On Friday, close to $1 billion in debt comes due for Tesla, an obligation that will wipe out about a quarter of the company's cash.
According to regulatory filings, Tesla has $920 million in convertible senior notes set to expire on March 1, at a conversion price of $359.87 per share. Tesla's stock hasn't traded above $359 for weeks, and closed Tuesday at $297.86.
If the shares were valued at the conversion price, the bonds could convert into Tesla stock, and Tesla wouldn't need to pay the debt in cash. But in the absence of a major share rally this week, the electric vehicle maker will have to make the payment in cash.
In its 2018 annual report, Tesla said it had $3.69 billion in unrestricted cash and equivalents to end the year. Former hedge fund manager Darius Brawn said the debt payment could put Tesla in a cash crunch, unless the company sees exceptional Model 3 sales next month.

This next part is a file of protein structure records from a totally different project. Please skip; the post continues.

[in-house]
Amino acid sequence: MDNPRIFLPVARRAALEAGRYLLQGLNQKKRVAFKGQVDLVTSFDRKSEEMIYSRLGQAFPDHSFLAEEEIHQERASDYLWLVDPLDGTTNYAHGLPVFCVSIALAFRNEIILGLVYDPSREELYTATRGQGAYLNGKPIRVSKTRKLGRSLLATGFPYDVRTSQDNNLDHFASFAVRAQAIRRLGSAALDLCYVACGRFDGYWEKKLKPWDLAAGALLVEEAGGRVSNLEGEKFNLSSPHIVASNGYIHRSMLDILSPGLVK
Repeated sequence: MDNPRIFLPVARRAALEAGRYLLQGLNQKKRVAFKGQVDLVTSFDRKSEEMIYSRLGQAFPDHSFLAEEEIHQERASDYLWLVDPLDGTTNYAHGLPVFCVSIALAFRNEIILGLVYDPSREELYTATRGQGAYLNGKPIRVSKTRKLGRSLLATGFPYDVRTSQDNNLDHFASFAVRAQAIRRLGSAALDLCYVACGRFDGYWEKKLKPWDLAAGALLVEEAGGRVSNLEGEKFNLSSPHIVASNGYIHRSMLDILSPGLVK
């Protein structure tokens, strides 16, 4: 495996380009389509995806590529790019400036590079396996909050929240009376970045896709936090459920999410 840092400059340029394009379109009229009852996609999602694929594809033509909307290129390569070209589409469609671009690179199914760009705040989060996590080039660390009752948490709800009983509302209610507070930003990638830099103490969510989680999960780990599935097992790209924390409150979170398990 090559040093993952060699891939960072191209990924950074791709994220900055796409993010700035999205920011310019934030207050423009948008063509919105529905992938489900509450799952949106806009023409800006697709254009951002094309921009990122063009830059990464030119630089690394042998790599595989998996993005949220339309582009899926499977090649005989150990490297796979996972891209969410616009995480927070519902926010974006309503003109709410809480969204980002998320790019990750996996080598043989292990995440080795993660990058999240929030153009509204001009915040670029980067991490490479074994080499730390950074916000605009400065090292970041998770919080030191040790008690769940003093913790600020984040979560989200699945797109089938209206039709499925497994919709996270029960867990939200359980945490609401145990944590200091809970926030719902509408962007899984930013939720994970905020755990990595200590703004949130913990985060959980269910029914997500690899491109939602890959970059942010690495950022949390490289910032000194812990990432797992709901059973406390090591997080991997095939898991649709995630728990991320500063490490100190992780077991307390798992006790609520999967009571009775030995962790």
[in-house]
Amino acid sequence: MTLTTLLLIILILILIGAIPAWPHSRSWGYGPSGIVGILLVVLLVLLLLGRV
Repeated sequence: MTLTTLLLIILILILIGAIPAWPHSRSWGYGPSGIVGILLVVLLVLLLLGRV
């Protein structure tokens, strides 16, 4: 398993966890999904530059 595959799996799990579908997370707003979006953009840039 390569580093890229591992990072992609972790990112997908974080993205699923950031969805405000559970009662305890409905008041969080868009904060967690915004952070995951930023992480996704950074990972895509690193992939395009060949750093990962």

"If March doesn't go gangbusters for Tesla they are in real trouble, especially without raising," said Brawn, who worked as a portfolio manager for Citadel, SAC and Sharpe Point. Brawn added that he doesn't think the company can raise while CEO Elon Musk clashes with the Securities and Exchange Commission.
On Monday, the SEC asked a federal court to hold Musk in contempt for violating an agreement the parties struck last year over Musk's Twitter use.
A Tesla spokesperson pointed to comments from the fourth-quarter shareholder letter, when the company said it has "sufficient cash on hand to comfortably settle in cash our convertible bond that will mature in March 2019." Tesla also said that its cash position improved by $1.45 billion in the second half of 2018, and that it expects positive net income and positive free cash flow "in every quarter beyond Q1 2019."